What are the issues?
The world will face increasingly complex population and migration dynamics in coming decades. Global population surpassed 7 billion in 2011 and, according to UN projections, the next milestone of 8 billion will occur in 2023, and could reach 9.3 billion by 2050. There are two major demographic trends today. Low birth rates combined with increased longevity, in China, Brazil, Russia, Japan, and parts of Europe are beginning to challenge the health and financial security of their elderly populations. At the same time, developing countries in sub-Saharan Africa and south Asia are adding more than 80 million people each year—exacerbating poverty and, in some countries, impacting environmental sustainability particularly with respect to access to food and water.
What are the Department's goals?
Achieving a healthy and educated world population is an important U.S. strategic objective. The Department’s population policy efforts help advance an integrated U.S. government strategy to support women’s health, including maternal health and voluntary, informed family planning assistance, and to combat HIV/AIDS, especially in developing countries. The United States is the world’s largest donor to both maternal health and family planning programs. The U.S. does not endorse population "stabilization" or "control." The "ideal" family size should be determined by the desires of couples, not governments. The U.S. strongly opposes coercive population programs. And, in keeping with PRM’s core mission to place protection of the worlds’ most vulnerable at the center of U.S. foreign policy, the Bureau also promotes the provision of life-saving health care services in crisis settings.
What is the policy?
The United States supports the Program of Action of the 1994 International Conference on Population and Development (ICPD), which was negotiated and accepted by 179 governments. The ICPD sets out many principles that form the basis for international discussion and action on population issues. These include the promotion of human rights, gender equality, strong families, care and protection of children, the right of all couples and individuals to decide freely and responsibly the number, spacing and timing of their children and to have the information and means to do so free from discrimination, coercion or violence, as well as family planning activities that adhere to the principle of voluntary choice. And, consistent with ICPD principles, the United States does not recognize abortion as a method of family planning, nor do we support abortion in our global health assistance.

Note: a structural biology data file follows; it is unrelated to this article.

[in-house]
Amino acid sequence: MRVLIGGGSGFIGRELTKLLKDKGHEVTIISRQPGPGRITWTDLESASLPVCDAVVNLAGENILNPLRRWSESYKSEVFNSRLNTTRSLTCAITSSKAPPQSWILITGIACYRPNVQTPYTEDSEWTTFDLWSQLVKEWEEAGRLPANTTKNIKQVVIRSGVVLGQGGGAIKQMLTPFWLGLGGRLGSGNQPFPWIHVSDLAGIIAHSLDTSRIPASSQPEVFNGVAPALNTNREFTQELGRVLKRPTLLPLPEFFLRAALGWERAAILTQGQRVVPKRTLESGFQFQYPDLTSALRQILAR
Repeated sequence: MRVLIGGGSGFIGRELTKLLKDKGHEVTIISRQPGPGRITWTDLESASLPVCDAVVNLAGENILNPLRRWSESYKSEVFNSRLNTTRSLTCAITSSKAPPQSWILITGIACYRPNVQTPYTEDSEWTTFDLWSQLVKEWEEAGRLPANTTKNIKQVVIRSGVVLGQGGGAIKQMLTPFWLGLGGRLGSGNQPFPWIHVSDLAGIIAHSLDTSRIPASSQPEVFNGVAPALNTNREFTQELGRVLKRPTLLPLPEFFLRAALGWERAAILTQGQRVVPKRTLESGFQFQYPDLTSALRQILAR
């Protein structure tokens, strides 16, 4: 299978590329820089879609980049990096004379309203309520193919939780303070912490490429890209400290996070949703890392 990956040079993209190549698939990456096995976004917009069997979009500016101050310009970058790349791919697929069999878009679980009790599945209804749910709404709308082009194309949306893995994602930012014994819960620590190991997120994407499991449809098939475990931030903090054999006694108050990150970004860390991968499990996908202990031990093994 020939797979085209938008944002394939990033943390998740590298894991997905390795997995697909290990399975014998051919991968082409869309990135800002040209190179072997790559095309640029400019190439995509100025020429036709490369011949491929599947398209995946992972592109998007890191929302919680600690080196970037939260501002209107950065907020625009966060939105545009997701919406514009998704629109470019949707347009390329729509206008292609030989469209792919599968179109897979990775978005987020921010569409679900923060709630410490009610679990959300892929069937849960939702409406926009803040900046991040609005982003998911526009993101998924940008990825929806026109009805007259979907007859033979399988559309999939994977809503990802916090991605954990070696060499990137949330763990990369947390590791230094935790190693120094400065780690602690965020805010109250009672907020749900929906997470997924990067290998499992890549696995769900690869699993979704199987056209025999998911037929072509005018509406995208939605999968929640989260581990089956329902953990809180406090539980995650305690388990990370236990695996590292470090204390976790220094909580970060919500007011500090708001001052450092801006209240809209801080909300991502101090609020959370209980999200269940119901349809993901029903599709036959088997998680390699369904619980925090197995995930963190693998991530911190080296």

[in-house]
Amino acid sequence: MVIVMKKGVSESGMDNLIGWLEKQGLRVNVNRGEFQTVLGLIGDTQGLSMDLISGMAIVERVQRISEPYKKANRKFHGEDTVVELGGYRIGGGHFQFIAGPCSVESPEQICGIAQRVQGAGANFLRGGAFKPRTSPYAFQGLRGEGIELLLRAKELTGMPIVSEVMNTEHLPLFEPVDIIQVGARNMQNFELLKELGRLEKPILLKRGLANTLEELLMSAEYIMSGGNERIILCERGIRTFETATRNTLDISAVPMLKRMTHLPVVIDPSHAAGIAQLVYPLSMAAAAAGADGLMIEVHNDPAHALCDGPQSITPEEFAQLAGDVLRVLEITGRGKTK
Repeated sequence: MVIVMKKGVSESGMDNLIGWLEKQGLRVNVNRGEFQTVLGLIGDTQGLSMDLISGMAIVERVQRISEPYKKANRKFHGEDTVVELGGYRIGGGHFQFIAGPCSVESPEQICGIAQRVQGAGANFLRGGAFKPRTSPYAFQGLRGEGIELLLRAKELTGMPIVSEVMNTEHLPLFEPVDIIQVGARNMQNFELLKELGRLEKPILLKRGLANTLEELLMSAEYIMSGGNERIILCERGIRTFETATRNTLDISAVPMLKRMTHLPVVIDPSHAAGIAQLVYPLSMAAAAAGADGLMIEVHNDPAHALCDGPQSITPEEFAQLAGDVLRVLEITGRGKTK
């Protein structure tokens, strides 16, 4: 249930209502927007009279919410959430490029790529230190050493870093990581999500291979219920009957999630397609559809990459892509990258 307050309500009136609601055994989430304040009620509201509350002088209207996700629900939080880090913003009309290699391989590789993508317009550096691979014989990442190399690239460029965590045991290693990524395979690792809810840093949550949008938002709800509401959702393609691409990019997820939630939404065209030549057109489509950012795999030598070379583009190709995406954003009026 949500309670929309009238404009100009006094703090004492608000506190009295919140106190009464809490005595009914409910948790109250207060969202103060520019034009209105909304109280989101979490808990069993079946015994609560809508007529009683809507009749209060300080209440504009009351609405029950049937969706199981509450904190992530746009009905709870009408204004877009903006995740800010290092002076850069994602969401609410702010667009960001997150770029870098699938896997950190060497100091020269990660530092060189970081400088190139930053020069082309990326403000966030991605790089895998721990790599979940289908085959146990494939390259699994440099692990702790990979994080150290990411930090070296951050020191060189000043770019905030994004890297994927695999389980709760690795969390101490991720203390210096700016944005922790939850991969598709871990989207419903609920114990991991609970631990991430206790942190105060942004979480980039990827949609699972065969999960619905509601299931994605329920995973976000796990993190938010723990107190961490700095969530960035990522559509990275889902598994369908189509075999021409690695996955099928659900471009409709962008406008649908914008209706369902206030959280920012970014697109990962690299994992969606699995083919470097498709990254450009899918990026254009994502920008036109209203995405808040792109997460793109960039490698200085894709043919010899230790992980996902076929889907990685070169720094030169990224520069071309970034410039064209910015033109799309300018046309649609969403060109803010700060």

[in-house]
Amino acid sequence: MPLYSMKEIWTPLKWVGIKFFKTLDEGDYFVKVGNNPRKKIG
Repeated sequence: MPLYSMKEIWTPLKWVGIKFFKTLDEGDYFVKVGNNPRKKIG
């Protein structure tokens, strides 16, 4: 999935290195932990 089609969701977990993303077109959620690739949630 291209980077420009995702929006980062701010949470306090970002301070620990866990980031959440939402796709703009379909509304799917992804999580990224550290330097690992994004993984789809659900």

The Bureau coordinates diplomatic engagement on international population issues, and provides leadership to advance the U.S. government’s goal of promoting healthy and educated populations. PRM works with counterparts within the Department and other U.S. agencies to accomplish foreign policy goals related to population. This includes working to ensure outcome documents and resolutions adopted in UN or other intergovernmental forums are consistent with U.S. policy through outreach and dialogue with government officials, multilateral organizations, NGOs, and other stakeholders engaged in demographic, voluntary family planning, gender equality, and reproductive and maternal health issues. The Bureau leads the U.S. delegation to the annual UN Commission on Population and Development and represents the U.S. on the Executive Board of the UN Population Fund (UNFPA). PRM is involved in international negotiations on a wide array of issues including maternal mortality, gender-based violence, child, early, and forced marriage, obstetric fistula, and female genital mutilation/cutting (FGM/C).
Why it matters
Improving health outcomes in the world’s poorest countries is a key priority for the Department. Worldwide an estimated 300,000 women and three million newborn babies die every year as a result of pregnancy and childbirth complications. In addition to the 800 women who die each day, 20-30 more suffer long-term debilitating pregnancy-related injuries, such as obstetric fistula. Ninety-nine percent of these deaths occur in developing countries, particularly in crisis settings; however, the vast majority are preventable. Often when a mother dies, her family and community also suffer, and surviving children face higher risks of poverty, neglect, or even death. To address these issues, PRM seeks to expand efforts to make pregnancy and childbirth safer by strengthening health systems to provide women with integrated health services, including increased access to maternal health care and voluntary family planning.
The U.S. government will continue to partner with governments, the private sector, international and non-governmental organizations to improve health outcomes and empower women and young people to realize their full potential and help drive social and economic development.